Certain things are hard to beat. Like a Buick V6 sedan. The engines have reached "legendary" status for reliability - almost indestructible even with deferred maintenance, simple to own and operate, parts cost very very little, in a pinch most mechanics will already be familiar with it, fuel mileage is exceptional for such a capable hauler, comfortable cruising at any speed, real airbags, etc. When I was shopping for a daily capable vehicle for any weather, it came down to a few - but I absolutely knew it would end up being an American sedan. They simply cannot be beat, dollar for dollar. I get by with a daily driver V6 Buick variant. Paid very little, was the only car that started out of a fleet in the 20 below 0 MI winter, has monster torque, 30 MPG at 75 mph, ice cold A/C...and you know what? I love driving it. I'm a sucker for a sleeper, though (and a V6!).

I also looked at a little Saturn Ion. Not a box-stock one - but not far from it. A nice 5-speed that was outfitted with Bilstein shocks, better sway bars, simple 5-spoke wheels, and better brake pads. The damping was great - the chassis felt nothing like a stock one that I drove. The thing would have probably kept up with my GTV6 (the little ecotec 4 cylinder is no slouch and sounds good). It was really fun to drive. For giggles I looked up the dampers and brake pads - it would have only been a few hundred bucks to outfit the car. Anyway I decided to get something bigger but it was a blast to drive.

I can't imagine that you'd want to get into anything foreign and/or with AWD. Tiny, complex engines and expensive parts (like a burned out clutch) are not a good formula for a write-off car. Not to mention insurance costs, if that's in the mix...
 

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I rarely disagree with you, Rob, but your description of "foreign and/or AWD" doesn't sound at all like the Subie I've got -- which has a decently-sized and torquey 2.5L flat four (non-turbo), is easy to work on (although it almost never needs any work), and what few parts I've needed to buy have been reasonably priced. Can't comment on insurance costs as I have done any comparisons with "American" cars, which nowadays could be built in Canada or Mexico, of course, as conversely many Japanese makes are assembled in the US.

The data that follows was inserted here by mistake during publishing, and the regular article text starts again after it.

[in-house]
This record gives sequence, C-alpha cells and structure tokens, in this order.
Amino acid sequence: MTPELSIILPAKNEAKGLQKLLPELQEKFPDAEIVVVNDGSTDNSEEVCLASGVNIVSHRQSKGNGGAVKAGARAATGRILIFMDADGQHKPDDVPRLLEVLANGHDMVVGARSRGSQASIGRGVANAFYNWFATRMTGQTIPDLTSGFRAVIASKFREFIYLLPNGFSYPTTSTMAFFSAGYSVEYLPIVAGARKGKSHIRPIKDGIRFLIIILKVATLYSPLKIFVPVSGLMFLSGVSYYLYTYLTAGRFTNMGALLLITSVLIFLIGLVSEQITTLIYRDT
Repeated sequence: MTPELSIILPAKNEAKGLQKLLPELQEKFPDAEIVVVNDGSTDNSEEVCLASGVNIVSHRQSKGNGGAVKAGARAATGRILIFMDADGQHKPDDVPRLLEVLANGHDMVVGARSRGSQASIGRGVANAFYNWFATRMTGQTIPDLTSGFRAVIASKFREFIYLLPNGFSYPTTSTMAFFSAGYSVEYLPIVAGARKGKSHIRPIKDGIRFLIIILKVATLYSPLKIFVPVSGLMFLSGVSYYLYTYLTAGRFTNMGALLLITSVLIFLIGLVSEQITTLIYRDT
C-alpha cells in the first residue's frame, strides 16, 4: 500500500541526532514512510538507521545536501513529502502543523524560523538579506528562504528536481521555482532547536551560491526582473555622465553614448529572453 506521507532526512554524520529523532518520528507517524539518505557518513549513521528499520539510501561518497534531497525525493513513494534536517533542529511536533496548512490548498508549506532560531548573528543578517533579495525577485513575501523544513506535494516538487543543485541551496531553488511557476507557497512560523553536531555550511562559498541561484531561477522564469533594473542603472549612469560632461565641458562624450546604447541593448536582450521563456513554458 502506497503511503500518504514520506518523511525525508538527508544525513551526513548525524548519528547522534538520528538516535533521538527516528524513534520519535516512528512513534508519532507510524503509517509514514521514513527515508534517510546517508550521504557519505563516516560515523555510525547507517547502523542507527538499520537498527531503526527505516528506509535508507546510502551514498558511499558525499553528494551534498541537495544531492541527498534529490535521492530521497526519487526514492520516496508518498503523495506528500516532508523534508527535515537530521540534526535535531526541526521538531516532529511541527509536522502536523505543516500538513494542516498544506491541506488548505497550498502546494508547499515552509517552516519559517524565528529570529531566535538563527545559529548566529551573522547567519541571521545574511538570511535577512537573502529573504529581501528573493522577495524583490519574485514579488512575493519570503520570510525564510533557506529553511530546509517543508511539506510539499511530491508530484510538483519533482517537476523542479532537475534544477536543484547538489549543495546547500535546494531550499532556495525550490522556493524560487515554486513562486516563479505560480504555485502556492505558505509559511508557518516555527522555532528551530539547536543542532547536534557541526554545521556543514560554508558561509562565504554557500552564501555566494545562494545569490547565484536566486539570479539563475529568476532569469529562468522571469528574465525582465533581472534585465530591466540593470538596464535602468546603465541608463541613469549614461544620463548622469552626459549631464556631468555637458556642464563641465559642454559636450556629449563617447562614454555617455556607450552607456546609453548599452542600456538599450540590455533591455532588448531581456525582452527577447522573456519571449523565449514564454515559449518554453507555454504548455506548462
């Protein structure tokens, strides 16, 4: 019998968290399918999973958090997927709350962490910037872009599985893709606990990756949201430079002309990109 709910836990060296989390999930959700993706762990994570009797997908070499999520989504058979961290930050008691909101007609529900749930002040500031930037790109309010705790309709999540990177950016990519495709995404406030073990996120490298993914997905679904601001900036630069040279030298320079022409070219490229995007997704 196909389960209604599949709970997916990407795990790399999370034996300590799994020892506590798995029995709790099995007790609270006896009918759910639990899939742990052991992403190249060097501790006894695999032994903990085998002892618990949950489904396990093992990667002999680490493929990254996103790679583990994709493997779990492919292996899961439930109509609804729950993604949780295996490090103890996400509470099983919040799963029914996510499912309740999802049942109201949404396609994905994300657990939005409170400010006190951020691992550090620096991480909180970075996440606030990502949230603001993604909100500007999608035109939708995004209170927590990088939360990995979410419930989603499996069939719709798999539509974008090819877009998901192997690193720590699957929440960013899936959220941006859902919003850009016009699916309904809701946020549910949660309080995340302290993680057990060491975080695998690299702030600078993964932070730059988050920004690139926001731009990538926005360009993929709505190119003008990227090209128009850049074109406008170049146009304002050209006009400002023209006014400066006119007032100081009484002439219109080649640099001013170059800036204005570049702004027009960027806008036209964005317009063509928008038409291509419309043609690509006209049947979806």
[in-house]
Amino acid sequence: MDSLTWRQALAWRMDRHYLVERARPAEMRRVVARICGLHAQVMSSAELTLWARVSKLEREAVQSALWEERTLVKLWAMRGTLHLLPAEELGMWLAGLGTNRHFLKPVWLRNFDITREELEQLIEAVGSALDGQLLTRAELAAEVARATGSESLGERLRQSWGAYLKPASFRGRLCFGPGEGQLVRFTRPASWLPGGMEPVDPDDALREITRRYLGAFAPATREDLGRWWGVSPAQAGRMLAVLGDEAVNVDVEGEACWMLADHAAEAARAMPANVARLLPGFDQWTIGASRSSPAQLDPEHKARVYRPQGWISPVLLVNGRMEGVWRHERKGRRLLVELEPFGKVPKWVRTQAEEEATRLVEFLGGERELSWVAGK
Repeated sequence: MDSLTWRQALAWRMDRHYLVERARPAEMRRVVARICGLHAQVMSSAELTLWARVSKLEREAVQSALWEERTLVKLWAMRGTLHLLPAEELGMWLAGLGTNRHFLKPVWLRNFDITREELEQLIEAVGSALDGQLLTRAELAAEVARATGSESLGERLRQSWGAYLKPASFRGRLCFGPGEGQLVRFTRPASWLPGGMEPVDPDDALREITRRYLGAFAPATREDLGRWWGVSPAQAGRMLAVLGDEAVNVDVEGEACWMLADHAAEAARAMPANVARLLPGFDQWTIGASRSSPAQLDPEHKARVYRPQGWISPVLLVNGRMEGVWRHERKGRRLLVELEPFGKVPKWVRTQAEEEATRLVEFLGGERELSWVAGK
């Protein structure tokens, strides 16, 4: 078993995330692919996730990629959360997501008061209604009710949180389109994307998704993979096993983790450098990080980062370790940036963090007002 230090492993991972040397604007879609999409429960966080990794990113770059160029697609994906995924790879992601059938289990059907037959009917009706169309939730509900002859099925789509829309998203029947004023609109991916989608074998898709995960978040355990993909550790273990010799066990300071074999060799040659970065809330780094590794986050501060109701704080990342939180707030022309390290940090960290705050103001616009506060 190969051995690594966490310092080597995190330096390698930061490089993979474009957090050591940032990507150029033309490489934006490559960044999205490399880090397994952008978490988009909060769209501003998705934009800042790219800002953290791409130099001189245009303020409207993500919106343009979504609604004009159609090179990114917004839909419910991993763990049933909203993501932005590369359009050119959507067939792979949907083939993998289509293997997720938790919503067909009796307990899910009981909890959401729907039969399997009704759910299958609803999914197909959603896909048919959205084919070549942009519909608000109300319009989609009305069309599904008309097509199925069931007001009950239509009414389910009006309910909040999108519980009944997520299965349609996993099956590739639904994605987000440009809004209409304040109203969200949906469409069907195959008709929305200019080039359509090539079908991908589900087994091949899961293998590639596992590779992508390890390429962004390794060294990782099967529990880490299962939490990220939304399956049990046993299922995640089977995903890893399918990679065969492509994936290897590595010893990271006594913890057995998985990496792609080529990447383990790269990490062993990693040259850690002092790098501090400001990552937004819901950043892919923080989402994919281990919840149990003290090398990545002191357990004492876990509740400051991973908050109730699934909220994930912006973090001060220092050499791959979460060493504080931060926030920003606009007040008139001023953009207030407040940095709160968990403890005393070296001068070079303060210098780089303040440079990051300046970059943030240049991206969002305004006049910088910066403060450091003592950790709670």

The AWD capability of the Subie does have a cost in gas mileage and driveline lash, but the upside is that it is great in snow as well as heavy rain, freezing rain and so forth even on regular M&S tires. I've thought about fitting real snow tires for the winter but haven't needed to do so here in Virginia.
 

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Racing, what type of 'Buick sedan' do you speak of. My search for a suitable F150 for the winter has been slow. Not fun to drive but practical and able to haul great quantities of Alfa parts. :) The closer the snow, the more diverse the search. Something suitable will need to be acquired soon. Neighbor loves the 850s and usually has a couple at a time. They are related to the 164 somehow, aren't they?
 

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Discussion Starter #10
Thanks everyone!

Rob - you are so darn practical. :) Yes the Buick V6 is an ideal winter beater, but I've played that tune for the last four years and I really want to teach the kids how to drive a stick - not much chance there.

Dragline - the best Buick or Olds is the one that grandma used to drive. Usually you can find one with a $2000 or less ask in nice shape on Craigslist. The 3800 is a rock solid engine, but I have been running a 3.3 in my 91 Century - 190k miles - lots of torque (but starting to knock). I prefer the front wheel drive A bodies (not the Chevelle / GTO A body). Good room - dirt cheap parts.

"I can't imagine that you'd want to get into anything foreign and/or with AWD. Tiny, complex engines and expensive parts (like a burned out clutch) are not a good formula for a write-off car. Not to mention insurance costs, if that's in the mix..."

Made me laugh - we drive Alfas! However you are correct, I want to spend my time working on the fun cars, not nursing along a turd.

Subies still look to be the best option - maybe a Volvo or Passat.